BOWMAN: My teachers taught me when I was growing up Pluto is a planet, and that's the way I will always think of it.
SIEGEL: NPR's Geoff Brumfiel has this report on the scientists who refuse to call Pluto a dwarf.
GEOFF BRUMFIEL, BYLINE: This story about Pluto begins not with an observation through a telescope, but with a vote by members of the International Astronomical Union, the world's leading group of astronomers.
(SOUNDBITE OF ARCHIVED RECORDING)
UNIDENTIFIED MAN: We will now take the vote on Resolution 5A.
BRUMFIEL: Resolution 5A was a new definition of the word planet. Astronomers voted overwhelmingly yes.
(SOUNDBITE OF ARCHIVED RECORDING)
UNIDENTIFIED MAN: Then I believe the resolution is clearly carried.
BRUMFIEL: And with that, Pluto was kicked out of the planetary club. Alan Stern, the principal investigator of this current mission to Pluto, thinks that was a bad decision. He says the redefinition came because astronomers started to find more and more planets beyond Pluto at the edge of our solar system.
ALAN STERN: They reacted to the new data that there are many more planets in a rather unscientific way by trying to legislate what is and isn't a planet to keep the numbers small.
BRUMFIEL: And to keep planets as special objects we can all remember.
STERN: It's kind of so 20th century - just think of planets as something that you should be able to name all of them.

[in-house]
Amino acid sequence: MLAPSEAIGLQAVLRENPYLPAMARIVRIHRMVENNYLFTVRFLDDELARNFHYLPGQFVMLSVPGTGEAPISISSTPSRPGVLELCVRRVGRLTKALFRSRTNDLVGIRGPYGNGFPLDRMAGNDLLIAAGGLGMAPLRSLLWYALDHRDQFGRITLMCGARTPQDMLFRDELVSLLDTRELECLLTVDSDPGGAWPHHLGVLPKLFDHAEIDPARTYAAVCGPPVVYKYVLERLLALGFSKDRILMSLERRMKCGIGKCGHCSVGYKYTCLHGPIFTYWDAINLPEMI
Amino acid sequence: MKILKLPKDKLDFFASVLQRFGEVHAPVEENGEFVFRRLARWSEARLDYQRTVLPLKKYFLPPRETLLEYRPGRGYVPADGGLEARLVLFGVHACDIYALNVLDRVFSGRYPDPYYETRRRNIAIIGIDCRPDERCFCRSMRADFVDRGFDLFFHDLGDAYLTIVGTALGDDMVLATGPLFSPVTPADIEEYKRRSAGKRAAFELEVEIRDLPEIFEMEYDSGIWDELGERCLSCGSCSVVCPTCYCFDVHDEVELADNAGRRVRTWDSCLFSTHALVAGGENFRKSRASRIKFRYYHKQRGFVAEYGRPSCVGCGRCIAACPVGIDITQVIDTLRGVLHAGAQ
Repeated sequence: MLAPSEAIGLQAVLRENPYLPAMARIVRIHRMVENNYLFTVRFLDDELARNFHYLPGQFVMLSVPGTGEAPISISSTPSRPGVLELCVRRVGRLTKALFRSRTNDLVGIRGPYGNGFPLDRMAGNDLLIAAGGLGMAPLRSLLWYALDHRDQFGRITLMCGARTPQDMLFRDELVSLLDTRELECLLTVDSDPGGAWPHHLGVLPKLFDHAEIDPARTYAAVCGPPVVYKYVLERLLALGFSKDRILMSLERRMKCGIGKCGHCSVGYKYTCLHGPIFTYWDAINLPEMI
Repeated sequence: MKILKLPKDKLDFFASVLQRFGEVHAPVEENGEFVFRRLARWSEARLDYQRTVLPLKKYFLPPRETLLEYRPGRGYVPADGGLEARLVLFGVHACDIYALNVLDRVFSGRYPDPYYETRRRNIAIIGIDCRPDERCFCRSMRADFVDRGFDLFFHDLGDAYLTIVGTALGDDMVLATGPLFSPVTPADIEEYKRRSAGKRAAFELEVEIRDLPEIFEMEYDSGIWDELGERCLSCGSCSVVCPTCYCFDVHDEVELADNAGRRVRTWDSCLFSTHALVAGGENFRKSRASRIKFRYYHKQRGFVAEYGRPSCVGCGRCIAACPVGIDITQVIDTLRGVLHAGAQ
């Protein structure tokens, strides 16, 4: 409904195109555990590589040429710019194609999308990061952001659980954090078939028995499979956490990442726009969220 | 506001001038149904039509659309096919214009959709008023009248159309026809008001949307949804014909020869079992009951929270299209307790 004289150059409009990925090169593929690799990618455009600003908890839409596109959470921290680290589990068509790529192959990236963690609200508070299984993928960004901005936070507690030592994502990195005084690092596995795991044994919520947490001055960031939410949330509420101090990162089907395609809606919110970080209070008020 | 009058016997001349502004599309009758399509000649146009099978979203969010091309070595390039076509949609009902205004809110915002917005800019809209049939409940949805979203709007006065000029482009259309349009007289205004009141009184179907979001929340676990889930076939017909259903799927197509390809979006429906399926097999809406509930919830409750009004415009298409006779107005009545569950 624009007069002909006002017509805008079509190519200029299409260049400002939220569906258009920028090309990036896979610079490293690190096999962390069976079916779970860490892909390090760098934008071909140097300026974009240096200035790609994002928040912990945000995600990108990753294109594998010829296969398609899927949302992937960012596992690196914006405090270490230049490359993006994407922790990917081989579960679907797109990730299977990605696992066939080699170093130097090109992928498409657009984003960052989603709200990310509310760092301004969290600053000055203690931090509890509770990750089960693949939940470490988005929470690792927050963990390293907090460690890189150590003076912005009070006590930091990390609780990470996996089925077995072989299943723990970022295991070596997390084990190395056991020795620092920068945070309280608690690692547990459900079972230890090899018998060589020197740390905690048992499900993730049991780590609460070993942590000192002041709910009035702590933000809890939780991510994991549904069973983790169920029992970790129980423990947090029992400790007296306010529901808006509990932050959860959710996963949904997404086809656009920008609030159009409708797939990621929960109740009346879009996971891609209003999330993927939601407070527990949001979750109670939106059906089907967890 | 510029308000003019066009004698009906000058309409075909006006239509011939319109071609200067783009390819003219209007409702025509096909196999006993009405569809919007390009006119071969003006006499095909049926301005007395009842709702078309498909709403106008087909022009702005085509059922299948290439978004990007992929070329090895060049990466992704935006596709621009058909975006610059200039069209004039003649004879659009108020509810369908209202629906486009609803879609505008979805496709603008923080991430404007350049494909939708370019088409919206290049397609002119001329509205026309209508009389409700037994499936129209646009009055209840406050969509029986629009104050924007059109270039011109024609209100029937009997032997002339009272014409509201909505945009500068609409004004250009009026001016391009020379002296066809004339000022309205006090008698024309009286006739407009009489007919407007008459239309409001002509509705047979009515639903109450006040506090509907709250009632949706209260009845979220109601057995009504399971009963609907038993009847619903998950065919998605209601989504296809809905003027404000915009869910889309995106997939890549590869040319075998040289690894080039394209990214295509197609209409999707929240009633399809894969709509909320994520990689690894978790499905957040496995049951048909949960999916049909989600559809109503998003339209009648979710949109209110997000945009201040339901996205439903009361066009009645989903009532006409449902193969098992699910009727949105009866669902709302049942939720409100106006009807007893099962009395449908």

BRUMFIEL: There are now three requirements for something to be a planet in the solar system. First, it must orbit our star, the sun. Second, a planet has to be round. Stern says that actually makes some sense.
STERN: You know, all the planets you've ever seen in science and in science-fiction are always round. That's for a physical reason because gravity shapes them.
BRUMFIEL: But it's the third rule that's controversial. Resolution 5A says planets must be big enough that their gravity can clear debris like asteroids out of their path.
STERN: And that's flawed for a couple of reasons.
BRUMFIEL: Jupiter and Earth both have asteroids in their orbital zones. The other reason Stern hates this rule is that Pluto has a much bigger orbit than any other planet, so there's way more debris to clear. It's not fair, but the International Astronomical Union is unmoved.
THIERRY MONTMERLE: Pluto is a dwarf planet. So be it. It's a classification. It's not a demotion or promotion.
BRUMFIEL: That's Thierry Montmerle, the group's general secretary. He says Pluto clearly doesn't fit with the other planets.
MONTMERLE: It is a very, very small planet. It's smaller than the moon, so it's really, really small.
BRUMFIEL: Pluto also orbits at a funny angle compared to the other planets, and there are at least a dozen other Pluto-like things cluttering up the outer reaches of the solar system. Anyway, Montmerle says, the term dwarf planet has stuck. These days, textbooks, museums and planetariums all use the diminutive title. Even NASA does it, officially, at least.
MONTMERLE: You may accept it or not accept it, but it's there. It'll last. I mean, there's no doubt about that.
BRUMFIEL: But Pluto mission leader, Alan Stern, thinks still thinks the definition is wrong. All the Pluto-like planets at the edge of our solar system that were shut out, they should be let back in.
STERN: The variety of and richness of nature is just spectacular. We're learning that there were many more kinds of planets than we knew when we had very little data. Let's let the data keep pouring in. Let's see how this works out from a classification standpoint.
BRUMFIEL: His spacecraft will swoop past Pluto tomorrow morning after 3 billion miles and almost a decade of travel. And while most Earthlings now know Pluto as a dwarf, in Stern's eyes, it will remain a planet. Geoff Brumfiel, NPR News. Transcript provided by NPR, Copyright NPR.